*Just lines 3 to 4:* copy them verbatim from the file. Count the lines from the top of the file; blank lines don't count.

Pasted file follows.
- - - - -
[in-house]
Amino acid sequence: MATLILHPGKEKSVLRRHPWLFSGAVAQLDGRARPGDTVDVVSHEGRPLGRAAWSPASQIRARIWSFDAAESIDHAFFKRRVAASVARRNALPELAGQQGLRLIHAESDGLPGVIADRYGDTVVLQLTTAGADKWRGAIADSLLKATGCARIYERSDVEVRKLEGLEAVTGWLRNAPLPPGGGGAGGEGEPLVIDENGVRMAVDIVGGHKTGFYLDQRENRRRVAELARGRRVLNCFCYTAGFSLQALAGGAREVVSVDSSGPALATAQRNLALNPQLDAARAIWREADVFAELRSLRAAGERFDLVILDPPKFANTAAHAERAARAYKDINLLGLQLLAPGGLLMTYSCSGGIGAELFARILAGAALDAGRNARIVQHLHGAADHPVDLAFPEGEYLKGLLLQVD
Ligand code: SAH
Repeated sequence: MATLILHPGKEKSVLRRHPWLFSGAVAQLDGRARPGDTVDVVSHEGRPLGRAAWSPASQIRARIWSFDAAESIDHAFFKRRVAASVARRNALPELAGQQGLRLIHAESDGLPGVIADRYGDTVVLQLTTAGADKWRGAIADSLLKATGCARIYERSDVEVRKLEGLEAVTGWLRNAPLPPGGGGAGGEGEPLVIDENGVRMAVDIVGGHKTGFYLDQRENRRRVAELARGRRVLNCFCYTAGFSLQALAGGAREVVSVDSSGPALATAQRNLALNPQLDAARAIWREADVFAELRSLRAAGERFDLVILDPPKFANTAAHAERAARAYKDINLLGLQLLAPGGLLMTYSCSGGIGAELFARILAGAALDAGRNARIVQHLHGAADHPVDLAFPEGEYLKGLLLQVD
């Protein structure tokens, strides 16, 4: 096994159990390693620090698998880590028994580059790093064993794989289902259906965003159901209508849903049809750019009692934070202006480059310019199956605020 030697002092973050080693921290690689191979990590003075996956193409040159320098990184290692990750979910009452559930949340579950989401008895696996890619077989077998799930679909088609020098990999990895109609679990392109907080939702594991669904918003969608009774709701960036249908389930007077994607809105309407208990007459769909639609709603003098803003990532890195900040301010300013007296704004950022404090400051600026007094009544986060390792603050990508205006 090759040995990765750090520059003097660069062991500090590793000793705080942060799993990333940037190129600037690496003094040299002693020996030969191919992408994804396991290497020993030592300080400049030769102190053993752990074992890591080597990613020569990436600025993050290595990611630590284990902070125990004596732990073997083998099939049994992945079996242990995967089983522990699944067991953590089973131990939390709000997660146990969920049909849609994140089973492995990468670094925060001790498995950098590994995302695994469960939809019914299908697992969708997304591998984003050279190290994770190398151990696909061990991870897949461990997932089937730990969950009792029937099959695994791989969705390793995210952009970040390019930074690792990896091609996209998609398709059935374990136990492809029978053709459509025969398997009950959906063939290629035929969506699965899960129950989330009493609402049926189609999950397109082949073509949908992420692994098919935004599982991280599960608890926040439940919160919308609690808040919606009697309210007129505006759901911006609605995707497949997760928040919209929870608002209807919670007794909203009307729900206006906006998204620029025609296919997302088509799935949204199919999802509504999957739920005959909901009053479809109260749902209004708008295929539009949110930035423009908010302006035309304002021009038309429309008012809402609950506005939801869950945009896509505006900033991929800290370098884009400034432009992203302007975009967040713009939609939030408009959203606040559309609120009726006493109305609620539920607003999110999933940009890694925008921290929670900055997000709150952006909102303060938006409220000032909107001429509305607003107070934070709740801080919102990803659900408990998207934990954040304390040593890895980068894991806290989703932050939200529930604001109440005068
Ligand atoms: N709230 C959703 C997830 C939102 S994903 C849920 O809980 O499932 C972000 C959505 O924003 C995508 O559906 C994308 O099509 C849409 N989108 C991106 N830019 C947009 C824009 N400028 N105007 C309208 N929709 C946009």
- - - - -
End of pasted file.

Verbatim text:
Ligand code: SAH
Repeated sequence: MATLILHPGKEKSVLRRHPWLFSGAVAQLDGRARPGDTVDVVSHEGRPLGRAAWSPASQIRARIWSFDAAESIDHAFFKRRVAASVARRNALPELAGQQGLRLIHAESDGLPGVIADRYGDTVVLQLTTAGADKWRGAIADSLLKATGCARIYERSDVEVRKLEGLEAVTGWLRNAPLPPGGGGAGGEGEPLVIDENGVRMAVDIVGGHKTGFYLDQRENRRRVAELARGRRVLNCFCYTAGFSLQALAGGAREVVSVDSSGPALATAQRNLALNPQLDAARAIWREADVFAELRSLRAAGERFDLVILDPPKFANTAAHAERAARAYKDINLLGLQLLAPGGLLMTYSCSGGIGAELFARILAGAALDAGRNARIVQHLHGAADHPVDLAFPEGEYLKGLLLQVD